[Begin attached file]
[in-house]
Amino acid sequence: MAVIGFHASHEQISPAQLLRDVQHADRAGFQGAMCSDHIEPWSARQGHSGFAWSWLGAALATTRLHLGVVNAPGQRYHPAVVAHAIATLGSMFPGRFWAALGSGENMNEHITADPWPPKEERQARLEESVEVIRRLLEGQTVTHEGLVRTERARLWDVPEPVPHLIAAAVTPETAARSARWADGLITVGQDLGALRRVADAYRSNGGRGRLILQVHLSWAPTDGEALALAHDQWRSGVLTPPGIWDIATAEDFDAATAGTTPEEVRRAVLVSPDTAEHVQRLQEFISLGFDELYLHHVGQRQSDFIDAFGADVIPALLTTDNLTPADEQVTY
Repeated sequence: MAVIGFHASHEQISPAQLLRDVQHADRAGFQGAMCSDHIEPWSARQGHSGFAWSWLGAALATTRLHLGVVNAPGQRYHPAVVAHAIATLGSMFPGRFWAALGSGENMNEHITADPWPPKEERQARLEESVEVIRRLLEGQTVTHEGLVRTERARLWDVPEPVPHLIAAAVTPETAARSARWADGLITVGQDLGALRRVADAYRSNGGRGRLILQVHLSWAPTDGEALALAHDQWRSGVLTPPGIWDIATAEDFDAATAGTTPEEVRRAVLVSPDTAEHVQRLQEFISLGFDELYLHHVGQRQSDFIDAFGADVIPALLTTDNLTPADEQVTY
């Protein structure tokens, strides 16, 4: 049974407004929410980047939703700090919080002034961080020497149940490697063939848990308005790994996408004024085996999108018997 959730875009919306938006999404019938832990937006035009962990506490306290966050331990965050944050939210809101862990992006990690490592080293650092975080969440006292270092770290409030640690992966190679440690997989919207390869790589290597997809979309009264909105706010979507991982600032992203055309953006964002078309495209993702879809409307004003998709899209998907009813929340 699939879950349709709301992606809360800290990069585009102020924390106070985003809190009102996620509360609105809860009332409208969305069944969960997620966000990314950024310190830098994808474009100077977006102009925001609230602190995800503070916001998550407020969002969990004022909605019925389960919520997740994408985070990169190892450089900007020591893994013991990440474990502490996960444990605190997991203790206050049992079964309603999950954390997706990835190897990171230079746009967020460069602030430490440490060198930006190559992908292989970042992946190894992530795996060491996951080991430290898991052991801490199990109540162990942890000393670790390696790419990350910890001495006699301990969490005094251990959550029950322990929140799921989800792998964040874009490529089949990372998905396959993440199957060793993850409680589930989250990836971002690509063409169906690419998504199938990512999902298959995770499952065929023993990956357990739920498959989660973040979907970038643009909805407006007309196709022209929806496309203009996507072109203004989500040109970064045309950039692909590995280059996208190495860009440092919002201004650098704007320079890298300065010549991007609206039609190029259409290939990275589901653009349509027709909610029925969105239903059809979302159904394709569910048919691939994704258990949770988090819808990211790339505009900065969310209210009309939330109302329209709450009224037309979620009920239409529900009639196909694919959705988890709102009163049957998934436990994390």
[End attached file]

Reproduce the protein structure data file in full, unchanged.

[in-house]
Amino acid sequence: MAVIGFHASHEQISPAQLLRDVQHADRAGFQGAMCSDHIEPWSARQGHSGFAWSWLGAALATTRLHLGVVNAPGQRYHPAVVAHAIATLGSMFPGRFWAALGSGENMNEHITADPWPPKEERQARLEESVEVIRRLLEGQTVTHEGLVRTERARLWDVPEPVPHLIAAAVTPETAARSARWADGLITVGQDLGALRRVADAYRSNGGRGRLILQVHLSWAPTDGEALALAHDQWRSGVLTPPGIWDIATAEDFDAATAGTTPEEVRRAVLVSPDTAEHVQRLQEFISLGFDELYLHHVGQRQSDFIDAFGADVIPALLTTDNLTPADEQVTY
Repeated sequence: MAVIGFHASHEQISPAQLLRDVQHADRAGFQGAMCSDHIEPWSARQGHSGFAWSWLGAALATTRLHLGVVNAPGQRYHPAVVAHAIATLGSMFPGRFWAALGSGENMNEHITADPWPPKEERQARLEESVEVIRRLLEGQTVTHEGLVRTERARLWDVPEPVPHLIAAAVTPETAARSARWADGLITVGQDLGALRRVADAYRSNGGRGRLILQVHLSWAPTDGEALALAHDQWRSGVLTPPGIWDIATAEDFDAATAGTTPEEVRRAVLVSPDTAEHVQRLQEFISLGFDELYLHHVGQRQSDFIDAFGADVIPALLTTDNLTPADEQVTY
């Protein structure tokens, strides 16, 4: 049974407004929410980047939703700090919080002034961080020497149940490697063939848990308005790994996408004024085996999108018997 959730875009919306938006999404019938832990937006035009962990506490306290966050331990965050944050939210809101862990992006990690490592080293650092975080969440006292270092770290409030640690992966190679440690997989919207390869790589290597997809979309009264909105706010979507991982600032992203055309953006964002078309495209993702879809409307004003998709899209998907009813929340 699939879950349709709301992606809360800290990069585009102020924390106070985003809190009102996620509360609105809860009332409208969305069944969960997620966000990314950024310190830098994808474009100077977006102009925001609230602190995800503070916001998550407020969002969990004022909605019925389960919520997740994408985070990169190892450089900007020591893994013991990440474990502490996960444990605190997991203790206050049992079964309603999950954390997706990835190897990171230079746009967020460069602030430490440490060198930006190559992908292989970042992946190894992530795996060491996951080991430290898991052991801490199990109540162990942890000393670790390696790419990350910890001495006699301990969490005094251990959550029950322990929140799921989800792998964040874009490529089949990372998905396959993440199957060793993850409680589930989250990836971002690509063409169906690419998504199938990512999902298959995770499952065929023993990956357990739920498959989660973040979907970038643009909805407006007309196709022209929806496309203009996507072109203004989500040109970064045309950039692909590995280059996208190495860009440092919002201004650098704007320079890298300065010549991007609206039609190029259409290939990275589901653009349509027709909610029925969105239903059809979302159904394709569910048919691939994704258990949770988090819808990211790339505009900065969310209210009309939330109302329209709450009224037309979620009920239409529900009639196909694919959705988890709102009163049957998934436990994390």